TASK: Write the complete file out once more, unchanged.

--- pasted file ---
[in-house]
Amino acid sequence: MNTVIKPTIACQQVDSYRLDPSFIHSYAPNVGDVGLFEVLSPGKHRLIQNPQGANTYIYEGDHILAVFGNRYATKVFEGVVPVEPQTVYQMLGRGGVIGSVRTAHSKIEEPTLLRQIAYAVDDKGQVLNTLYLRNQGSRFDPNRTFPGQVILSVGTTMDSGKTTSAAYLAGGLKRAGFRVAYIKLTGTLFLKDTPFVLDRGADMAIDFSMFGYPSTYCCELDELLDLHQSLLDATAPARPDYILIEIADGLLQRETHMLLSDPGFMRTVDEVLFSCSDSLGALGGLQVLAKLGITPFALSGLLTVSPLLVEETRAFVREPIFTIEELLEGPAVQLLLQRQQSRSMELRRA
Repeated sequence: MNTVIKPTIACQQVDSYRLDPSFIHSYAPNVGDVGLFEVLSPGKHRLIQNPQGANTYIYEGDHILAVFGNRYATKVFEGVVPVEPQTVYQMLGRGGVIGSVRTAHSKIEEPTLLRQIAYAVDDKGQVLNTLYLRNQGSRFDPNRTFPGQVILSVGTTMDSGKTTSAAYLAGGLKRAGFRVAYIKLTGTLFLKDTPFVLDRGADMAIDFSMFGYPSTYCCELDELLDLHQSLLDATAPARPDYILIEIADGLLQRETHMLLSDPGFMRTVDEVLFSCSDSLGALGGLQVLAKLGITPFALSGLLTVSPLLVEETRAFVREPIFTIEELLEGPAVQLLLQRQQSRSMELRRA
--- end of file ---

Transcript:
[in-house]
Amino acid sequence: MNTVIKPTIACQQVDSYRLDPSFIHSYAPNVGDVGLFEVLSPGKHRLIQNPQGANTYIYEGDHILAVFGNRYATKVFEGVVPVEPQTVYQMLGRGGVIGSVRTAHSKIEEPTLLRQIAYAVDDKGQVLNTLYLRNQGSRFDPNRTFPGQVILSVGTTMDSGKTTSAAYLAGGLKRAGFRVAYIKLTGTLFLKDTPFVLDRGADMAIDFSMFGYPSTYCCELDELLDLHQSLLDATAPARPDYILIEIADGLLQRETHMLLSDPGFMRTVDEVLFSCSDSLGALGGLQVLAKLGITPFALSGLLTVSPLLVEETRAFVREPIFTIEELLEGPAVQLLLQRQQSRSMELRRA
Repeated sequence: MNTVIKPTIACQQVDSYRLDPSFIHSYAPNVGDVGLFEVLSPGKHRLIQNPQGANTYIYEGDHILAVFGNRYATKVFEGVVPVEPQTVYQMLGRGGVIGSVRTAHSKIEEPTLLRQIAYAVDDKGQVLNTLYLRNQGSRFDPNRTFPGQVILSVGTTMDSGKTTSAAYLAGGLKRAGFRVAYIKLTGTLFLKDTPFVLDRGADMAIDFSMFGYPSTYCCELDELLDLHQSLLDATAPARPDYILIEIADGLLQRETHMLLSDPGFMRTVDEVLFSCSDSLGALGGLQVLAKLGITPFALSGLLTVSPLLVEETRAFVREPIFTIEELLEGPAVQLLLQRQQSRSMELRRA